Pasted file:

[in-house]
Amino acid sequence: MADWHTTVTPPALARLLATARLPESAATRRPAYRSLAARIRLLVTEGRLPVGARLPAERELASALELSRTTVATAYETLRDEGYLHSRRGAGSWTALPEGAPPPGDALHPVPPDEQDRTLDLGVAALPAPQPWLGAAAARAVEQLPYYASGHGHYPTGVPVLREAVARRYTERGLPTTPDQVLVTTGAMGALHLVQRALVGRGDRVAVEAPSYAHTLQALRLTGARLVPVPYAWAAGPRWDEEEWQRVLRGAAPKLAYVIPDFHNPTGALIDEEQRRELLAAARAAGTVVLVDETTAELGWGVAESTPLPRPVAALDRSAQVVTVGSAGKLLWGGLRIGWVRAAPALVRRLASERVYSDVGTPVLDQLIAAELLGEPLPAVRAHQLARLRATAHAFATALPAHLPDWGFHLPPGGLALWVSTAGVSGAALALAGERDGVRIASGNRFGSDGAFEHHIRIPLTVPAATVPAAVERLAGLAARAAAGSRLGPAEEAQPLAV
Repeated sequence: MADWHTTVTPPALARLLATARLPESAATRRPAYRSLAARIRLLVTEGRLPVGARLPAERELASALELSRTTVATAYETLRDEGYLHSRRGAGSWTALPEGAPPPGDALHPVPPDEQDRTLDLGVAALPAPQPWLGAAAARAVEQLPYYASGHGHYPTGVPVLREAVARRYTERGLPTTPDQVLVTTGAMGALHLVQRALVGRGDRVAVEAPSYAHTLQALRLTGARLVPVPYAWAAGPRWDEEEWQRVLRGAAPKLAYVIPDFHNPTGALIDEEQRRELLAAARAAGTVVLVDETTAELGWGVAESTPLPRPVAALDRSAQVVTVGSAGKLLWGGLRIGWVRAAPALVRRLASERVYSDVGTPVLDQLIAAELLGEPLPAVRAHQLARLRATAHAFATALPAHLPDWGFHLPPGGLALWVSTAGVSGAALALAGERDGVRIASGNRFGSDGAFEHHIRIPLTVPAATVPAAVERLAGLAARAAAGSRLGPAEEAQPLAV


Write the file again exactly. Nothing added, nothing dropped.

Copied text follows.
[in-house]
Amino acid sequence: MADWHTTVTPPALARLLATARLPESAATRRPAYRSLAARIRLLVTEGRLPVGARLPAERELASALELSRTTVATAYETLRDEGYLHSRRGAGSWTALPEGAPPPGDALHPVPPDEQDRTLDLGVAALPAPQPWLGAAAARAVEQLPYYASGHGHYPTGVPVLREAVARRYTERGLPTTPDQVLVTTGAMGALHLVQRALVGRGDRVAVEAPSYAHTLQALRLTGARLVPVPYAWAAGPRWDEEEWQRVLRGAAPKLAYVIPDFHNPTGALIDEEQRRELLAAARAAGTVVLVDETTAELGWGVAESTPLPRPVAALDRSAQVVTVGSAGKLLWGGLRIGWVRAAPALVRRLASERVYSDVGTPVLDQLIAAELLGEPLPAVRAHQLARLRATAHAFATALPAHLPDWGFHLPPGGLALWVSTAGVSGAALALAGERDGVRIASGNRFGSDGAFEHHIRIPLTVPAATVPAAVERLAGLAARAAAGSRLGPAEEAQPLAV
Repeated sequence: MADWHTTVTPPALARLLATARLPESAATRRPAYRSLAARIRLLVTEGRLPVGARLPAERELASALELSRTTVATAYETLRDEGYLHSRRGAGSWTALPEGAPPPGDALHPVPPDEQDRTLDLGVAALPAPQPWLGAAAARAVEQLPYYASGHGHYPTGVPVLREAVARRYTERGLPTTPDQVLVTTGAMGALHLVQRALVGRGDRVAVEAPSYAHTLQALRLTGARLVPVPYAWAAGPRWDEEEWQRVLRGAAPKLAYVIPDFHNPTGALIDEEQRRELLAAARAAGTVVLVDETTAELGWGVAESTPLPRPVAALDRSAQVVTVGSAGKLLWGGLRIGWVRAAPALVRRLASERVYSDVGTPVLDQLIAAELLGEPLPAVRAHQLARLRATAHAFATALPAHLPDWGFHLPPGGLALWVSTAGVSGAALALAGERDGVRIASGNRFGSDGAFEHHIRIPLTVPAATVPAAVERLAGLAARAAAGSRLGPAEEAQPLAV